Liu Bei. After Lu Bu took Xiapi from him, Liu Bei became more pragmatic and less idealistic. He sided with Cao Cao when the latter attacked Xuzhou in order to get close to the Emperor, and eventually persuaded Cao Cao to kill Lu Bu.
Liaoyuan Huo. To protect his clan, Sima Yi tragically betrays Xiao Meng, causing his death. He apologises to Liaoyuan Huo for having lost control of the situation, and swears he will never make such a mistake again. Huo replies, "And I, from now on, will be undefeatable", leading to his You Shall Not Pass moment, where he went in search of Xiao Meng's body, and slaughtered Yuan Tan's elite officers with a hoe... then gets on a horse, grabs a spear and literally routs Yuan Tan's army by himself.
Zhang Liao, after being defeated by Sun Ce.
Trademark Favorite Food: Ma Teng loves Xi Liang Noodles (with or without meat) to the point of using noodle terms as political metaphors; Liaoyuan Huo loves mantou (steamed buns) to the point of owning his own store.
Undying Loyalty: If the lord is even remotely decent or charismatic, expect his followers to show a lot of this. Lu Bu, however, is contemptuous of this trope (though, ironically, he has his own undying loyal retainer in Zhang Liao), and his defiance of this trope highlights another aspect of his "unhuman" characteristics as regarded by the common men.
Zhang Liao: "No one yet has passed the reach of my sword." He repeated this feat at least four times.
Guan Yu: "Those who dare to step through this circle of blood, will suffer the same fate."
Liaoyuan Huo: "I'm in a bad mood today. Scram!"
Viewers Are Geniuses: This manhua is fairly no-holds-barred in assuming familiarity with Romance of the Three Kingdoms, Confucian philosophy, the writings of Mencius, and so on. Understanding the plot requires considerable concentration and re-reading too.
The Worf Effect. The best way establish you are somebody within the Three Kingdoms era? Beat up one of these guys.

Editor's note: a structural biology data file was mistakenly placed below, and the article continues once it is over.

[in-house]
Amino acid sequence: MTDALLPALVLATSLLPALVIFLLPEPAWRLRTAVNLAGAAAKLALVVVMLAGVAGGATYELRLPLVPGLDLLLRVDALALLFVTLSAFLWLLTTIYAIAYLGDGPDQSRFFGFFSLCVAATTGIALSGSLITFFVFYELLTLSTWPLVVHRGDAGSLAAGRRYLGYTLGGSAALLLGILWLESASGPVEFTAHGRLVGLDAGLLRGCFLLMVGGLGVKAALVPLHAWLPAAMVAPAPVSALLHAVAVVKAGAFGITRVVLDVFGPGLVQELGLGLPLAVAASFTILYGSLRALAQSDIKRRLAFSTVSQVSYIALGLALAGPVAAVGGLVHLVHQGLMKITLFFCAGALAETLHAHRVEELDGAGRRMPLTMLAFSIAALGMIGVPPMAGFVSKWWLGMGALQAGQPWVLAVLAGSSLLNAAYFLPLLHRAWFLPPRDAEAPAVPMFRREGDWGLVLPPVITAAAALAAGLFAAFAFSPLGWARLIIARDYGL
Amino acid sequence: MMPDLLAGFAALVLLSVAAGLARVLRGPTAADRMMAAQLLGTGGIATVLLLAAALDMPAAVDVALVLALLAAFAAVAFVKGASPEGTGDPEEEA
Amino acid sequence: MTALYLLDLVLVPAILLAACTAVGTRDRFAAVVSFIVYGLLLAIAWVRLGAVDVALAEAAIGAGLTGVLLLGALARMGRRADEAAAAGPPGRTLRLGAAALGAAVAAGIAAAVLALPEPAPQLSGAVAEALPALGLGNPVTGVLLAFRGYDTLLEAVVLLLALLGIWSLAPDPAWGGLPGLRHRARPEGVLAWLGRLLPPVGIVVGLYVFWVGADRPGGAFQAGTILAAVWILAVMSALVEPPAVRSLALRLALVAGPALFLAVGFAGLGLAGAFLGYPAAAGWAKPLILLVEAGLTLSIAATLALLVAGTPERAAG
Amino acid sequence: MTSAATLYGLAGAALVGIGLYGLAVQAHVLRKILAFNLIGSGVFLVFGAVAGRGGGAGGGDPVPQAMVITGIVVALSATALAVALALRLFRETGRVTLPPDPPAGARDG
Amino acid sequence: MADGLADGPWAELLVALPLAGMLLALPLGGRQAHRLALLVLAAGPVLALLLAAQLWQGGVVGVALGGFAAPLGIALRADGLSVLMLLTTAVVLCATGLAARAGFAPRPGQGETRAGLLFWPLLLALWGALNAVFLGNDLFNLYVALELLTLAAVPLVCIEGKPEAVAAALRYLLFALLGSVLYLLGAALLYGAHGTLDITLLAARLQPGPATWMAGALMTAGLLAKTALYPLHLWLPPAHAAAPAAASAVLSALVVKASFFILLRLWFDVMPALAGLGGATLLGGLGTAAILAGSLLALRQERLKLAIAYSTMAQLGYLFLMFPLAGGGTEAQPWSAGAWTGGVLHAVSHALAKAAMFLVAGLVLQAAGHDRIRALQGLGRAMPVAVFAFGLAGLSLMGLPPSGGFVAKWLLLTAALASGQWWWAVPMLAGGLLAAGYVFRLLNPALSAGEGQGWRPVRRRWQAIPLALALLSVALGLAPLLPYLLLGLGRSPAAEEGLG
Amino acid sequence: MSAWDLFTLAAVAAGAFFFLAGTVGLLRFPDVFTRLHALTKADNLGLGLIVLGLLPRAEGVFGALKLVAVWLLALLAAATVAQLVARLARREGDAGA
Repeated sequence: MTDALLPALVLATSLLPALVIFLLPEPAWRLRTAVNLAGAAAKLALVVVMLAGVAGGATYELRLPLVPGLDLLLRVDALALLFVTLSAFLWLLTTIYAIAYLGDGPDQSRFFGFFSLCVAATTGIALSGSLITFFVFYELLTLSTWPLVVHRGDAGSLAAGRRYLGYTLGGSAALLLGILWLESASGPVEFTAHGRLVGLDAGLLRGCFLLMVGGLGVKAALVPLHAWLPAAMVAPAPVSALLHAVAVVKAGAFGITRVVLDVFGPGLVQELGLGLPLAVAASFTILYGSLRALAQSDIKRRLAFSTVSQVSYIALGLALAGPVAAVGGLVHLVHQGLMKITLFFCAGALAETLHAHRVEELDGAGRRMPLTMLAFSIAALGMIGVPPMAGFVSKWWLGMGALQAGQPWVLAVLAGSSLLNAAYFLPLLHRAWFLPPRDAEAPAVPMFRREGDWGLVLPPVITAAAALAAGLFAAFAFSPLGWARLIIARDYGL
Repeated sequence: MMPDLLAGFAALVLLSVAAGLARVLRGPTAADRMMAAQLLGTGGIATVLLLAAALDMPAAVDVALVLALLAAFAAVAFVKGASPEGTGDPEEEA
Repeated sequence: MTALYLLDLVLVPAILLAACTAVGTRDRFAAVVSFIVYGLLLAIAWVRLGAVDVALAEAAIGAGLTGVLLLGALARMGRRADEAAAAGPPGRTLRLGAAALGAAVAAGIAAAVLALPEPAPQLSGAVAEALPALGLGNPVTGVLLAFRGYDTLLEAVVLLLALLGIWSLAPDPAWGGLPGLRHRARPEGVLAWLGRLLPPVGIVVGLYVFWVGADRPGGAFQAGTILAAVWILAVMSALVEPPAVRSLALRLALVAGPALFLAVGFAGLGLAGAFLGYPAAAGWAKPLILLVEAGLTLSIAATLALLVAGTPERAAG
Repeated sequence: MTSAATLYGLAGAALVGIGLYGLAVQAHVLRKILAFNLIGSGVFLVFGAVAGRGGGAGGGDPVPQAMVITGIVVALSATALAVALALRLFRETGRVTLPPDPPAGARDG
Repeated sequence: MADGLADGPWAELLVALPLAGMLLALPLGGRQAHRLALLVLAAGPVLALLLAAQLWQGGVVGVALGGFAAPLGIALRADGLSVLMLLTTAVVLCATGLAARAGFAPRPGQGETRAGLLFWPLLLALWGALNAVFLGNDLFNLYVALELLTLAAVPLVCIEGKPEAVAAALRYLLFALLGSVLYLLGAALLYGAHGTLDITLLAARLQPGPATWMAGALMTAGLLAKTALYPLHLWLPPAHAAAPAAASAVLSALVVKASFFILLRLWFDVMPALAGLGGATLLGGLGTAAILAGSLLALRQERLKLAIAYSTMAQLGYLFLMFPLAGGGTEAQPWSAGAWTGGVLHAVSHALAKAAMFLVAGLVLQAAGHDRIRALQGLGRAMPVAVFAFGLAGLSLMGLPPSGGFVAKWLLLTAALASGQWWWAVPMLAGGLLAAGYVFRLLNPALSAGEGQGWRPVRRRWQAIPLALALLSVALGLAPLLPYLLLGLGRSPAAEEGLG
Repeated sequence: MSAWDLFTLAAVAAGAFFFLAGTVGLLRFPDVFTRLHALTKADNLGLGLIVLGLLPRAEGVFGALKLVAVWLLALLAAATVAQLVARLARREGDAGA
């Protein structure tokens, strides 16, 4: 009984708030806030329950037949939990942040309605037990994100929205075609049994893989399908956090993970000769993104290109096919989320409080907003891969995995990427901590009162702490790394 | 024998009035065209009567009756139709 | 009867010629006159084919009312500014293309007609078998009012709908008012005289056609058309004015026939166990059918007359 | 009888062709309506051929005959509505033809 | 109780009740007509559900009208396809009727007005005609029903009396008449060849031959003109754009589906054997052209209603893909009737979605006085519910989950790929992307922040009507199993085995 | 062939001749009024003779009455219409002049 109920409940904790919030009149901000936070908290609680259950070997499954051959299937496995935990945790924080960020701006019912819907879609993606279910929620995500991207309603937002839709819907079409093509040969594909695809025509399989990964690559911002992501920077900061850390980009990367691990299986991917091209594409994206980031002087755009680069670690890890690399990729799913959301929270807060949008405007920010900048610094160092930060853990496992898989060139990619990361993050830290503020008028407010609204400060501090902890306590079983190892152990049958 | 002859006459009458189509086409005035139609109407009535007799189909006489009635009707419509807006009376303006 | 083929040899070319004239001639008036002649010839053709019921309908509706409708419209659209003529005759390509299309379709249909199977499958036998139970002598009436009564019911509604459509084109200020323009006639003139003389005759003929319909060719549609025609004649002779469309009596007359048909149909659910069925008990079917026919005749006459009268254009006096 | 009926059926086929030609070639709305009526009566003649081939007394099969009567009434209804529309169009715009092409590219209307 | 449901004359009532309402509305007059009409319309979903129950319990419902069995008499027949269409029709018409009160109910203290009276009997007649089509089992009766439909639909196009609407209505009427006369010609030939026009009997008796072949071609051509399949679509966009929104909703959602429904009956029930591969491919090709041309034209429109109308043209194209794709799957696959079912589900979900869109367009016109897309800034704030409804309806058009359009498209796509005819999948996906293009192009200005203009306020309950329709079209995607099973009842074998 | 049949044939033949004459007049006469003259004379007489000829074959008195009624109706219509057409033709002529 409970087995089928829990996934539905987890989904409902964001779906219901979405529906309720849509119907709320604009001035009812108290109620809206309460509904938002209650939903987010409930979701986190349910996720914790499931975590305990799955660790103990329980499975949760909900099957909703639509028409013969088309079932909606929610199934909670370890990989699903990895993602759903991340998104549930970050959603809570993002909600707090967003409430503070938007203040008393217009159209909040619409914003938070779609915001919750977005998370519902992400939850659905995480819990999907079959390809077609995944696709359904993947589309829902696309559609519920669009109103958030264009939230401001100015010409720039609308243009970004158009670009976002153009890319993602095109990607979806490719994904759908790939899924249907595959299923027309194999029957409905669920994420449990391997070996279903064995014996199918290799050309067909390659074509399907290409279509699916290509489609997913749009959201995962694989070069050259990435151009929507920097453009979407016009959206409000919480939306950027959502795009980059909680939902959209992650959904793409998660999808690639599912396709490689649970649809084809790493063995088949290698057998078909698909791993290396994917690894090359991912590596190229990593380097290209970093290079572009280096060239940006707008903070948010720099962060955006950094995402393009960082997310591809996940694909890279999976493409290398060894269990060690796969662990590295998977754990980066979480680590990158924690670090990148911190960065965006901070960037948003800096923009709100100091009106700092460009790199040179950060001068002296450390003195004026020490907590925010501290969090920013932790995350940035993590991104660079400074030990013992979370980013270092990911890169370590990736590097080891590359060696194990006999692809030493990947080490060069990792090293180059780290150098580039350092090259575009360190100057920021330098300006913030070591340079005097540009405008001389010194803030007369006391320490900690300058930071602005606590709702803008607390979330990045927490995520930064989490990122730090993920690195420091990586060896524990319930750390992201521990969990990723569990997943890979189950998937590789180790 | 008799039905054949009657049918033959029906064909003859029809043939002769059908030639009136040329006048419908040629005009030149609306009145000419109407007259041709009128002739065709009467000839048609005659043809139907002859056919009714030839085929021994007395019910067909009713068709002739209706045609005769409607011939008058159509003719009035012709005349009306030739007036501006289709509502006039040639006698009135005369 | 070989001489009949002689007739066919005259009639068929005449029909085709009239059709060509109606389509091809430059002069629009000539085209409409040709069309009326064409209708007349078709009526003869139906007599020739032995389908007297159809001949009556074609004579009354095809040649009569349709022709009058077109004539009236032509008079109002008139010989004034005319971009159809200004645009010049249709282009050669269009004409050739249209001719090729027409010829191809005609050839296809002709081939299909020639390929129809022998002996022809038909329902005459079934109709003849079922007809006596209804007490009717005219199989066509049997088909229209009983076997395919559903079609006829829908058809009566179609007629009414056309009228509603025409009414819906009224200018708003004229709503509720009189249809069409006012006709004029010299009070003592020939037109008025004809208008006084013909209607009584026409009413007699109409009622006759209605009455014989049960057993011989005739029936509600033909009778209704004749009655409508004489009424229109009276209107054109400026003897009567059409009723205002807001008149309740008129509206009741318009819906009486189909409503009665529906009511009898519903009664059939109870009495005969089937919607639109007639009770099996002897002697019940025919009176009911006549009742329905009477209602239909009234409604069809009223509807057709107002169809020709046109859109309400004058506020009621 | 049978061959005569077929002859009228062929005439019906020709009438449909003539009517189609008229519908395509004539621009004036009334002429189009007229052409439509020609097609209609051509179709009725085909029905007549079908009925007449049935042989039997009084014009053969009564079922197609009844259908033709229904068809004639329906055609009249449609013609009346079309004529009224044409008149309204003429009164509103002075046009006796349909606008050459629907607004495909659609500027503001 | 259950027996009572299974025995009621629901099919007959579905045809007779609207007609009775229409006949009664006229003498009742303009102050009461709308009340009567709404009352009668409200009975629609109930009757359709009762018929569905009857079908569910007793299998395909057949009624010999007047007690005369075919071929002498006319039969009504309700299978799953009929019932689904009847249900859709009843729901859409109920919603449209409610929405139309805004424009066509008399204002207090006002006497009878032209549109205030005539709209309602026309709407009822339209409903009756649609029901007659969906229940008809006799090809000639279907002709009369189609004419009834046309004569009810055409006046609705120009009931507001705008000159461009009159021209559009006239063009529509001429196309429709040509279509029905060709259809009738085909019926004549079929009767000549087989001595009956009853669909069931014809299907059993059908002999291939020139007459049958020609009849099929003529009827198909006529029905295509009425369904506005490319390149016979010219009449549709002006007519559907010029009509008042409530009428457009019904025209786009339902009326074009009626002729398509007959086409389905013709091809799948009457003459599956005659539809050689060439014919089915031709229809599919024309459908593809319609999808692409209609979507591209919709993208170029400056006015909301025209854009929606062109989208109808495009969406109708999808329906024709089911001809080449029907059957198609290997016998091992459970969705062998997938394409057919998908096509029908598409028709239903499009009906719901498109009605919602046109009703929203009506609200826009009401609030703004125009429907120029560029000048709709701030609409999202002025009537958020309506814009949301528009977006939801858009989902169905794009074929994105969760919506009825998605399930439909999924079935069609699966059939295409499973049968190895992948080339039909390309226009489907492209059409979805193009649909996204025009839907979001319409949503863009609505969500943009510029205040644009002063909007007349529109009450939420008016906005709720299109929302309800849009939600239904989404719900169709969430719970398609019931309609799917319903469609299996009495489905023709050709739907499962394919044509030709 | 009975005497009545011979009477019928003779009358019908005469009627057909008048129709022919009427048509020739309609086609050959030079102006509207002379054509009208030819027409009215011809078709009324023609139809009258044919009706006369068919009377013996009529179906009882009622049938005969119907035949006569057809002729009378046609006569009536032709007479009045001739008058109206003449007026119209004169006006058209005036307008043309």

Xiahou Dun and Xiahou Yuan (and their squad) have been thrashed rather consistently to establish how Bad Ass Cao Cao's various enemies are, though Dun at least would recover somewhat as a "tunnel rat" during the Battle of Guandu.
Lampshaded when Zhang Fei and Guan Yu 'cheated' to help Liu Bei win in a duel against Lu Bu. Liu Bei's fame immediately skyrocketed — just as Zhang Fei and Guan Yu had intended..
If a named character who hadn't appeared is the Romance of the Three Kingdoms is presented as smart or powerful, you can be fairly certain, that he will be used by one of the original/historical characters as a stepping stone. Handicapped Warriors seem to be a major exception to that, until we learn that Liaoyuan Huo actually is Zhao Yun.
On the advisor front, you know that the shit has gotten real when your Water-Mirror Geniuses get outwitted routinely by a single guy... though at least that single guy is the first Water-Mirror Genius, Yuan Fang.
From volume 1 - Xiao Meng, the eunuch on being commissioned by Sima Yi for a rescue operation: "I am... Diaochan?"
From volume 4 - Liu Bei, interpreting Liaoyuan Huo's silent answer for an earlier question about his name: "Is he Zhao Huo? Zhao Tian? Or... Zhao Yun?"
In volume 13, when the subject of Sima Yi's dream (of him sitting on the throne and abusing a young Emperor) is brought up for the first time after its mention in volume 1, Yi's friend Liaoyuan Huo discloses another dream that has recently clouded his heart: "In that dream, I was in so much rage... that I just wanted to kill that man on the throne".
Sun Fu, a cousin of Sun Ce in the death of Sun Ce climax of volume 17 - "I, Sun Ce, now understand the meaning of propagation."
From volume 24, the annihilation of Sima clan started with the new Crippled Legion leader announcing his identity to be Xu Ding, older brother of Xu Chu and son of Xu Lin, a wiseman the Sima clan and Liaoyuan Huo had disposed of in volume 1.
The Sun family just loves to do this. In volume 33, you sense something is amiss when Shan Wu Ling's (unnamed) little brother, who has been Put on a Bus from volume 6, now returns and speaks of his departure. Then, at the end of this chapter, when he bids his sister and teacher farewell... "Oath-sister, master. Zhongmounote aka Sun Quan is leaving."
At the beginning of the Guandu arc, "Master.. the bond between the Eight Geniuses is no more."
From volume 43, one of the last things Yuan Fang heard was: "A word from Guo Jia. You have Xu You. I have Yang Qing". And the revelation of the deliverer Yang Qing's identity to be Yang Xiu.
Even the normal lines can become legitimate Wham Lines for whoever has read the novel and recognizes a Foreshadowing for future events the author has casually dropped there.
At the end of volume 46 : "Liang, is coming", from the 7th Genius Zhuge Liang to Liu Bei.